D1 (in the Body) and D2 (in the Pituitary) make T3 from T4. 
D3 makes reverse T3 from T4 and T2 from T3, BUT NOT IN THE PITUITARY, where there is no D3.
D1 (in the Body) and D2 (in the Pituitary) make T3 from T4. D3 makes reverse T3 from T4 and T2 from T3, BUT NOT IN THE PITUITARY, where no D3 exists.

In either physical or psychological high-stress conditions, the cells block type1 deiodinase (D1) and activate D3. This happens in response to increased Cortisol release from the adrenals, but there may be other mechanisms.
With D1 blocked and D3 activated, the normal T4-to-T3 process is crippled, T3 isn’t produced and reverse T3 (rT3) is generated from T4.
In addition, D3 converts any T3 it finds in the cells into T2, which doesn’t work either.
Therefore the whole body loses efficiency, but in the Pituitary, D2 continues to make T3 and with no D3, are T3 is not produced: the pituitary is unaffected.
The Pituitary remains perfectly happy with its Thyroid hormone supply and keeps its output of TSH at the normal level.

rT3 is chemically the same as T3, but the three-dimensional arrangement of its atoms is different (see the diagram above) and its shape is wrong, so it doesn’t fit into the receptors: it is nonfunctional.
We used to think that rT3 could hitch itself to the receptors and block the entry of T3, but it’s simpler than that. With T3 formation stopped and available T3 converted to T2, the cells just don’t have enough T3 to keep going.

The drastic reduction of available T3 inside the cells results in universal slowdown of all systems in the body.
In some areas (varying from individual to individual), “subtotal” stoppage of function can occur (for example, heart muscle paralysis in Takotsubo Cardiomyopathy).
The unfortunate human feels tired to the point of exhaustion, anxious and depressed. The skeletal muscles don’t work properly and can be painful. There is constipation, because the bowel muscles are hampered too and cognitive loss because of reduced brain function.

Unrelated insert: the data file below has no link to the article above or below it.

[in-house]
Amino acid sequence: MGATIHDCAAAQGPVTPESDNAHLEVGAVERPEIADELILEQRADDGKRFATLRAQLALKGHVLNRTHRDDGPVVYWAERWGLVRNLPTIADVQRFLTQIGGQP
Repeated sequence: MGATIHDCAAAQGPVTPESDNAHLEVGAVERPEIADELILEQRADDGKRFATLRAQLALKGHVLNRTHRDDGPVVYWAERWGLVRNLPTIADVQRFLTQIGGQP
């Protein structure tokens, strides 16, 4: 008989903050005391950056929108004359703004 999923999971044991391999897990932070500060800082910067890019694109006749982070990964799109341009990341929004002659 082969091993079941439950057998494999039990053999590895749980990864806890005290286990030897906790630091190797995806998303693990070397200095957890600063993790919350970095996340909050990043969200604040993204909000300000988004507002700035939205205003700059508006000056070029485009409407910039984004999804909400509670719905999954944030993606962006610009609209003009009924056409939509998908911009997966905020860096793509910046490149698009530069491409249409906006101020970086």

If the problem persists the fingernails get brittle, the hair starts to fall out, the voice gets hoarse, the legs swell from retained water, there is a feeling of being called because the brown fat stops burning glucose, the cholesterol may rise, the body weight goes up and diabetes may start.
He or she goes to the doctor, who tests “everything” except T3, T4 and rT3.
So the Doctor can’t “read” the situation and doesn’t recognise the true problem because the only test done for thyroid function is the TSH — and that stays normal because the Pituitary is “happy”.

However the MD is likely to notice that the cholesteerol has gone up, the blood pressure has increased due to the stress and diabetes is on the way (all due to intracellular hypothyroidism).
So the sufferer gets a load of pills to take, instead of a prescription for T3, which would replace the T3 which the cells aren’t making, relieving all the symptoms including cognitive loss and anxiety and reducing the stress which is the cause of the problem.


An elevation of rT3, confirmed by a reduced T3 level and T3/rT3 ratio, is a “marker”
(a blood test signal) for stress-related intracellular (“subclinical”, or “metabolic”, or “functional”) hypothyroidism, regardless of TSH and T4 levels, which may be normal.


Stress-related T3 deficiency, previously termed “Reverse T3 dominance”, is called “Functional Hypothyroidism” by the Metabolic Medicine community. It is also called “Subclinical Hypothyroidism”, Euthyroid sick syndrome and nonthyroidal illness syndrome, by mainstream medicine, but

It is characterised by reduction of serum T3 from the individual’s usual level, down to the low end of the “normal” T3 range, plus an elevated reverse T3 *.
TSH and T4 levels are normal, excepting when the patient also has true hypothyroidism.
The diagnosis is made when a reduction of the T3/rT3 ratio, to less than 20.0, is found on testing, in a person who has hypothyroid symptoms.

INTRACELLULAR HYPOTHYROIDISM is part of the pattern in all life-threatening illnesses, in the vast majority of chronic debilitating conditions and in prolonged depression.
It may be the result of the illness, or the cause.